Dr. Cassell, along with all of our staff at Cassell Dentistry, make it a goal to explain the dental procedures clearly to all of our patients prior to treatment but you may be interested in more information. There are some common dental terms that we may use when discussing your situation. Some of these terms may include:
Periodontal disease is a dental disorder that more than half of adults suffer from. There are several terms that we use in connection with this disease referring to varying degrees of progression.
Is an inflammation or infection of the soft gum tissue that supports your teeth by holding them in place. Your gums can become infected when plaque, calculus, or tartar is left in place and not regularly brushed away from daily brushing or having a dental cleaning at least twice a year. This leads to infection that causes several responses that you can visually detect. You may experience red, puffy gums that bleed slightly while brushing or flossing. Many patients have come to the conclusion that it is normal for gums to bleed when you floss, but this is not true. It is a sign that your gums are infected.
This term is in reference to periodontal disease and more commonly used by patients. Infected gums can lead to the progression of gum pockets as your gums pull away from the infected material, which also means that your gums are pulling away from your teeth. At your dental checkup, you may hear the dental hygienist call out measurements, ranging from 1-5 mm, healthy gums do not have pockets that exceed 3mm.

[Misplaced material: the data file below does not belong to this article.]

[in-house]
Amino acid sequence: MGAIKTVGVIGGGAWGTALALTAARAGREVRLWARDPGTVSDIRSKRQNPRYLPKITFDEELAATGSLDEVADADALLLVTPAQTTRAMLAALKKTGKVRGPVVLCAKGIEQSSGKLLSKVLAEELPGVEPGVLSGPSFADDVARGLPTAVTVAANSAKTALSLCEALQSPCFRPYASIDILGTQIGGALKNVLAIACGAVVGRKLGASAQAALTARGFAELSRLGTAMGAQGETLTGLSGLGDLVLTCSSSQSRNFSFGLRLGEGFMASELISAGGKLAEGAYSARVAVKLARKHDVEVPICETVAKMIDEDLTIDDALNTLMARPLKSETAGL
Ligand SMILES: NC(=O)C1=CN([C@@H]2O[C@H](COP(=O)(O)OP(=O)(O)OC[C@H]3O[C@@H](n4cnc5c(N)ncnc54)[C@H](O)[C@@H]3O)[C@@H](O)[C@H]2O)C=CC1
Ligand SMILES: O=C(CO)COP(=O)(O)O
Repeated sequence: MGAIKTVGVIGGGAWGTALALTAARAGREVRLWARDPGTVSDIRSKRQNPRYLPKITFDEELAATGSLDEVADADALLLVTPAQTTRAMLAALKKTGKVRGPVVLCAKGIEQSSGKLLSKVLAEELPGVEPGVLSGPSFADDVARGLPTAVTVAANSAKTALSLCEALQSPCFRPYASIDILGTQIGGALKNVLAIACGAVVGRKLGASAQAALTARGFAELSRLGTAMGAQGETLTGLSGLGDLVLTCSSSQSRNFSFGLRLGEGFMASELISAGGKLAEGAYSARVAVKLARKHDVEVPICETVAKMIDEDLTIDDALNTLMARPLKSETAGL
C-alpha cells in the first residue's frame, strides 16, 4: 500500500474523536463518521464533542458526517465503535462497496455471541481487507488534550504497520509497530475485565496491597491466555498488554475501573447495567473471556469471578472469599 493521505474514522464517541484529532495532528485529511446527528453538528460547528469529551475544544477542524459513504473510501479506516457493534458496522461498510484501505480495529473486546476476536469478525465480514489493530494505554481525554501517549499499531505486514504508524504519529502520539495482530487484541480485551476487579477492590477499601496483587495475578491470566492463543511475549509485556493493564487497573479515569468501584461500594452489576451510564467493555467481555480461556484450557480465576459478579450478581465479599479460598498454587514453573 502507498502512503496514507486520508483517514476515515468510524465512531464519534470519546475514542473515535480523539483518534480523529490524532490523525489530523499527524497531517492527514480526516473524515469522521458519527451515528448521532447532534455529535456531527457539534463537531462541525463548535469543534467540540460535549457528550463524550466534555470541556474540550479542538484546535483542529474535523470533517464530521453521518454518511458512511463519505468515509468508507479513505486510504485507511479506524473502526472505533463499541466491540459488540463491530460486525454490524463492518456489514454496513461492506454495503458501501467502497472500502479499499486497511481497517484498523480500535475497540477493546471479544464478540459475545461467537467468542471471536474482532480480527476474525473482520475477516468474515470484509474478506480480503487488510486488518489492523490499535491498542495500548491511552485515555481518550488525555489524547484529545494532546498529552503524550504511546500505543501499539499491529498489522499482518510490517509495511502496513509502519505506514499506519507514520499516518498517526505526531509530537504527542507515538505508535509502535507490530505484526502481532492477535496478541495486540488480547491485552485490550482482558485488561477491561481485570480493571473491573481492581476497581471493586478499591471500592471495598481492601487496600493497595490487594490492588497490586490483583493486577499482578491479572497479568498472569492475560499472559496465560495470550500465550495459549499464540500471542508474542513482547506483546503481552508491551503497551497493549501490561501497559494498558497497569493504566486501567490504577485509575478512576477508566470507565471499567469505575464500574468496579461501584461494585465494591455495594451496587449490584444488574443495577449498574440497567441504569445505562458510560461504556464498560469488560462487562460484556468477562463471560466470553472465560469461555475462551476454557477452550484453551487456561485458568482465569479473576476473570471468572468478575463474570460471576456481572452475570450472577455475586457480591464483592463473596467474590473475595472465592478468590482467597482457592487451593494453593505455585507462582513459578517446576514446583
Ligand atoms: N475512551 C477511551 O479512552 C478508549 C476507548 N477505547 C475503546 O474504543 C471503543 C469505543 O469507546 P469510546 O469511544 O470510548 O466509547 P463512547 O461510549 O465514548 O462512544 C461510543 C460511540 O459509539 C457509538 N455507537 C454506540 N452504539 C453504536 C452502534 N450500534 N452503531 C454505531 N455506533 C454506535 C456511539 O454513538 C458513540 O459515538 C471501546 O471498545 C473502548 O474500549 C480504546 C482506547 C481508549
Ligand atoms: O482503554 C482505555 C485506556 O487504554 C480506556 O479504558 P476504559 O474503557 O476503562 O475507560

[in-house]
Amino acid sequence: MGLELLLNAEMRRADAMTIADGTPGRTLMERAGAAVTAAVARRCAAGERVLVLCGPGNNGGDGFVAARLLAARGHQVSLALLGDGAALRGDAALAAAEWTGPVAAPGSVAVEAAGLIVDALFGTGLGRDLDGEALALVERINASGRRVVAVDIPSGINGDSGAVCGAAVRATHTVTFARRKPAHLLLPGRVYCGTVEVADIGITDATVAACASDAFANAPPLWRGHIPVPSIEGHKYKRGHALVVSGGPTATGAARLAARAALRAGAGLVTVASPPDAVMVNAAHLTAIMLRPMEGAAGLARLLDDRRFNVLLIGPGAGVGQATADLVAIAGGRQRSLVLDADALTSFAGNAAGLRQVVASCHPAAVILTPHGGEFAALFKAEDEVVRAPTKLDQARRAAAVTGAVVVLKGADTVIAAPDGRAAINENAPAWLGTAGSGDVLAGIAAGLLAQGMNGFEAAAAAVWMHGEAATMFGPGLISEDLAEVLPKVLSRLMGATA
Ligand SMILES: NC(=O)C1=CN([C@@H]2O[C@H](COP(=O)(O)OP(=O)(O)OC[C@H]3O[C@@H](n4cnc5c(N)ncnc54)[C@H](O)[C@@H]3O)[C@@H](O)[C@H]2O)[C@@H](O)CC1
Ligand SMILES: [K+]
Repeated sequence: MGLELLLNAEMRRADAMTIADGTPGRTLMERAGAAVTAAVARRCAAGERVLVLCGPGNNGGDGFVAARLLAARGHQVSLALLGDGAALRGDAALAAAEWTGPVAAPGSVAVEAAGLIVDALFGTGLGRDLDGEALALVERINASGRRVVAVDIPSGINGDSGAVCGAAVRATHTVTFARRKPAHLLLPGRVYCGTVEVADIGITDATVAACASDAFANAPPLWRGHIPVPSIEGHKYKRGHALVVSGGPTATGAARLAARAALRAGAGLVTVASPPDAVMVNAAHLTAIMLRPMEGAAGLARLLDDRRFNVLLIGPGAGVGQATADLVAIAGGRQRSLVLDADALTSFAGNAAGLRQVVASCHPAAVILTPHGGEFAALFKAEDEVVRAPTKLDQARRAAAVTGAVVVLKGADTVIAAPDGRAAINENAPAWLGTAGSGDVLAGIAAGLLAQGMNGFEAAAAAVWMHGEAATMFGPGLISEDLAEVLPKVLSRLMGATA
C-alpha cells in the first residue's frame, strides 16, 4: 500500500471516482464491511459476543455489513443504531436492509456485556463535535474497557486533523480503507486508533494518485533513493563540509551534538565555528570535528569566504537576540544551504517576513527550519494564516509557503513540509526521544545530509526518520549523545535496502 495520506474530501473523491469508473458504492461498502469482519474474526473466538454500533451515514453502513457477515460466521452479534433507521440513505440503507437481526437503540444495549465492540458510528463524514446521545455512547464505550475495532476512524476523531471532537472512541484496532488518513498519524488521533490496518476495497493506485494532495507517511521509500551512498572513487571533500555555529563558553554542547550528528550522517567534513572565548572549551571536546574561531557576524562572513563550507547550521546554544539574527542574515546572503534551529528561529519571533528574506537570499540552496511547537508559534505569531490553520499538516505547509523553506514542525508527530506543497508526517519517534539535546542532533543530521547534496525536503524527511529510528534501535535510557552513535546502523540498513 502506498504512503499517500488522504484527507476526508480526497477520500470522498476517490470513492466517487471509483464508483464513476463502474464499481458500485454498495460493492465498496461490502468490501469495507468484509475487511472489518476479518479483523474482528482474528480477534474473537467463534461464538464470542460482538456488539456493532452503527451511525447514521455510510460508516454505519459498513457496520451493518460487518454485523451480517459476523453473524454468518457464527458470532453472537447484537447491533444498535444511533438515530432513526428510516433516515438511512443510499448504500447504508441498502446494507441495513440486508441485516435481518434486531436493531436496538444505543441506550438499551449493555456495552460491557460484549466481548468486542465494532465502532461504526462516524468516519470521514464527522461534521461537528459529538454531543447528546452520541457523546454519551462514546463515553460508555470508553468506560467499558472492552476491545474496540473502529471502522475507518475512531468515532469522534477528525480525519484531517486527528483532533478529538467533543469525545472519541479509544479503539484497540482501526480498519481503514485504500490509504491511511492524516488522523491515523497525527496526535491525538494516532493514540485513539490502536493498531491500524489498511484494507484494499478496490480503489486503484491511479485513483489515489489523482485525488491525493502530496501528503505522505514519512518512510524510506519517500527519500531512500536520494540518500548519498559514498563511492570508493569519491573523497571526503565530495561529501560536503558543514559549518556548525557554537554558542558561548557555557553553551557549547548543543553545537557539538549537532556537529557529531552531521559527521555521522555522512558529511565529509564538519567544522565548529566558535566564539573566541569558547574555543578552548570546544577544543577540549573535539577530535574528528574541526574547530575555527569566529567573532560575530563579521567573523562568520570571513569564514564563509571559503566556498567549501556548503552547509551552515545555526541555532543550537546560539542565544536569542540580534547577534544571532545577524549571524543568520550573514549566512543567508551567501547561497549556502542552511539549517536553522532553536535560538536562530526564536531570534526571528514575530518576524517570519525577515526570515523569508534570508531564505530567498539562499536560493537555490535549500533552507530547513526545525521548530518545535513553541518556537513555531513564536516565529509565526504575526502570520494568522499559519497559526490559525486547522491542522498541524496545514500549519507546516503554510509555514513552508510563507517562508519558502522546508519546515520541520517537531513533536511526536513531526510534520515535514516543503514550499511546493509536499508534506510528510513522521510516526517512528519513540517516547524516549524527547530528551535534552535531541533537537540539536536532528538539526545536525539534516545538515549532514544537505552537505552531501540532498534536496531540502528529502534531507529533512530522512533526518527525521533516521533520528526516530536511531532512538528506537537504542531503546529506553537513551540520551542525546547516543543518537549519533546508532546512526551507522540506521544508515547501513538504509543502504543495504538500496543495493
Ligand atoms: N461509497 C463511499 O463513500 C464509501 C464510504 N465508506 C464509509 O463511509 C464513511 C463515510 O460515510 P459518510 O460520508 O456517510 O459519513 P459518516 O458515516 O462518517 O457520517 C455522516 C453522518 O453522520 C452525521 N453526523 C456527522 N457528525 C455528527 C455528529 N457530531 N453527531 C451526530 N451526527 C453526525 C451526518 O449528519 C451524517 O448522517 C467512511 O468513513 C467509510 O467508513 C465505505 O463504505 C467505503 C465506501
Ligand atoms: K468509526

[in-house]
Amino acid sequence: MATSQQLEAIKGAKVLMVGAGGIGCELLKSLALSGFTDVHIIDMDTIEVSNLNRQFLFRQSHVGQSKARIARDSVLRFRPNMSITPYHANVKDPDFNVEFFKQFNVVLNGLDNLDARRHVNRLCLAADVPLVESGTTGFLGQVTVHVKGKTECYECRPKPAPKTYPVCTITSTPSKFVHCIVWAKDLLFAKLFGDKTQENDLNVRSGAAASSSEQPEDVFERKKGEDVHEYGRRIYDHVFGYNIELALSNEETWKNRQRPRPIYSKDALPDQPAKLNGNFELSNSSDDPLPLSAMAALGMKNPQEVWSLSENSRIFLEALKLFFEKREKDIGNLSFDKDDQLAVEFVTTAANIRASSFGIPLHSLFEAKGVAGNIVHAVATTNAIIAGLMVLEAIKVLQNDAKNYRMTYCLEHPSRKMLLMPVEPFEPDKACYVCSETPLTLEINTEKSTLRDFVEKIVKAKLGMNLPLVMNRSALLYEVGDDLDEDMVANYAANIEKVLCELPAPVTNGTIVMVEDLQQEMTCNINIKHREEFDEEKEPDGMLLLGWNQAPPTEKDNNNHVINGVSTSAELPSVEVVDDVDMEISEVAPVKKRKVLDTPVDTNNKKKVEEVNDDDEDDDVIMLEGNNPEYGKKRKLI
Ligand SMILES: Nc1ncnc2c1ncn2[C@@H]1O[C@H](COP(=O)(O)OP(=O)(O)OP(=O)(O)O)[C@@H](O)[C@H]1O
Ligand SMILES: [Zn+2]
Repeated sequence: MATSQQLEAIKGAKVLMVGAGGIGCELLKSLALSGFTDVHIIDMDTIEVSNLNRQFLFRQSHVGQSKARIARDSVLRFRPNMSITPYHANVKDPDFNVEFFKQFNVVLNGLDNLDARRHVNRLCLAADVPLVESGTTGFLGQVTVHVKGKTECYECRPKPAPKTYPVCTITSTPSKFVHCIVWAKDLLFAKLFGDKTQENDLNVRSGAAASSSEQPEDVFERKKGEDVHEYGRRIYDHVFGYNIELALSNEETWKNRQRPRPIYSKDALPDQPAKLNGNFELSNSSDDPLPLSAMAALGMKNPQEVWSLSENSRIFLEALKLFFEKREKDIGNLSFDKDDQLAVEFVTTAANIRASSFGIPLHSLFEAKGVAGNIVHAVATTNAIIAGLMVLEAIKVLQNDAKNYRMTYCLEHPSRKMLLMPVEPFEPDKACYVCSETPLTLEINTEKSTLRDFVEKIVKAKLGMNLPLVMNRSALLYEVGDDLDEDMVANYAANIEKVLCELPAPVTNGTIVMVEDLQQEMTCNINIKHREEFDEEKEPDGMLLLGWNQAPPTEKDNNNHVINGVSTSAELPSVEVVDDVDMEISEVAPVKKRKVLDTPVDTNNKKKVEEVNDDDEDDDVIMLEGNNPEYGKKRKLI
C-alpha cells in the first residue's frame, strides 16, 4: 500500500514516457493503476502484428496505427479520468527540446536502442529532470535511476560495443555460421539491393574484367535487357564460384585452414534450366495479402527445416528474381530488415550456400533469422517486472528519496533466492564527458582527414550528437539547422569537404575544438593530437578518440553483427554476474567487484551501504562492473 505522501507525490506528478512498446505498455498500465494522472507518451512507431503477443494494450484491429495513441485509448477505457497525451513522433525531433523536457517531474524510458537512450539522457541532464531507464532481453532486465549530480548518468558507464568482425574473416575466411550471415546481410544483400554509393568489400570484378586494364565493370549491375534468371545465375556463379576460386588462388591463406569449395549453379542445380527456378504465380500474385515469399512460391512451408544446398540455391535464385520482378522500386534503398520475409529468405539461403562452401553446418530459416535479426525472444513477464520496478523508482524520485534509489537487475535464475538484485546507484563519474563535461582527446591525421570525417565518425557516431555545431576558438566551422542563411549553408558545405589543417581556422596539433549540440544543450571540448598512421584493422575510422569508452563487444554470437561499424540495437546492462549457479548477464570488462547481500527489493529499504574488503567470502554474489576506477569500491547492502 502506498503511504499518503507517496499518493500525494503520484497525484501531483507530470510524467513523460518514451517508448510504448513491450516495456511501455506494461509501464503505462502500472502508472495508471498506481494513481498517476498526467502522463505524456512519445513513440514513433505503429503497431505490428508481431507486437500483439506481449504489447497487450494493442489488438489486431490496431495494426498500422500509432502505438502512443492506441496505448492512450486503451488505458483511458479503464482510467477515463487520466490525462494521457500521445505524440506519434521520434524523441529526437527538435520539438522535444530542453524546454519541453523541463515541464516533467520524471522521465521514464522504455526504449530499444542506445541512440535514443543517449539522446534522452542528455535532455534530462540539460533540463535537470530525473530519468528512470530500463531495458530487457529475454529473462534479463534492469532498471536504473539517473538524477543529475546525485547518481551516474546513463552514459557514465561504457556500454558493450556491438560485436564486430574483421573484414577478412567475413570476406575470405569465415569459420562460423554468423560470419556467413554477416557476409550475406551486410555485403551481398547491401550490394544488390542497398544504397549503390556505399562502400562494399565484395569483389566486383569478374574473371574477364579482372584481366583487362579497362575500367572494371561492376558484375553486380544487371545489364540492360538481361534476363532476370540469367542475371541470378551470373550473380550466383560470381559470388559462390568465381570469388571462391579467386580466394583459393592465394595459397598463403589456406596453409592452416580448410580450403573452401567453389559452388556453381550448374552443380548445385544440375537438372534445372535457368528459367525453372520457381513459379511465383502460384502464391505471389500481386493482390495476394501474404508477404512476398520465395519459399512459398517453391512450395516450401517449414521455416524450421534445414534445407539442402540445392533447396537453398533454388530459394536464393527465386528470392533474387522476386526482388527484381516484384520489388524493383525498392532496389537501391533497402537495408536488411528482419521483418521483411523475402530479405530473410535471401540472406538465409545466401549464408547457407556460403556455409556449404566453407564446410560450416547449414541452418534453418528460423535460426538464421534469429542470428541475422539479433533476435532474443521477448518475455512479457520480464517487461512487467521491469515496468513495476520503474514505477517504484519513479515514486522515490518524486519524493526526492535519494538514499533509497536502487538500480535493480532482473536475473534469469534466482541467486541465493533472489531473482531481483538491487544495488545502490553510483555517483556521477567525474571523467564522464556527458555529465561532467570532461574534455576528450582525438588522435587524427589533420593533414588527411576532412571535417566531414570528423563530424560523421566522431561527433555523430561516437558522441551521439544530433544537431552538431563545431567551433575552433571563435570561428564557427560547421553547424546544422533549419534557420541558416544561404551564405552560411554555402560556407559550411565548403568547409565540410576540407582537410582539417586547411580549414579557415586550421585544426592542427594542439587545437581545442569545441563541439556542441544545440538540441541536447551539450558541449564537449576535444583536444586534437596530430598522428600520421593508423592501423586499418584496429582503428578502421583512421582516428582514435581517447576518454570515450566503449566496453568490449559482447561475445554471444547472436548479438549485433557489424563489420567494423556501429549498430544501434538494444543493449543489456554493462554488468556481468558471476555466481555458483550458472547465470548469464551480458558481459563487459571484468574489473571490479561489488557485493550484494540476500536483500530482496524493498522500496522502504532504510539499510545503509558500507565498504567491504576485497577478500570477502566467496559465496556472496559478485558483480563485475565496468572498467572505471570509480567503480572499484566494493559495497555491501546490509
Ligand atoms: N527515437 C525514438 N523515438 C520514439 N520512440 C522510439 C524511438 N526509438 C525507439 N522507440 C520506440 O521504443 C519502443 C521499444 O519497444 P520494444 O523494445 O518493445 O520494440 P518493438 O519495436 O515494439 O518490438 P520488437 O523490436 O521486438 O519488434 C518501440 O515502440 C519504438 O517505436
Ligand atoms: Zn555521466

Is the early stage of gum disease or periodontal disease. In most situations, gingivitis can be treated with simply a dental cleaning from a professional dental hygienist such as ours at Cassell Dentistry.
This is the most destructive form of periodontitis or gum disease. This means that the infection is in the process of destroying valuable bone material, which will result in the loss of the tooth if not taken care of.
Plaque is a naturally occurring material that forms in your mouth constantly. It is a blend of food debris and saliva, and filled with living, thriving bacteria that coats your teeth and rests along the ridge between your tooth and gum. Initially, this material is soft and easy to remove with daily brushing. If not removed, it will dry and harden.
Tartar and Calculus
This is plaque after it has dried and hardened. This material is dangerous to the health of your teeth. This hardened material is difficult to remove, and should only be removed by a hygienist so that the enamel of the tooth is not damaged. Tartar, or calculus, is the material that decays our teeth and causes gum disease.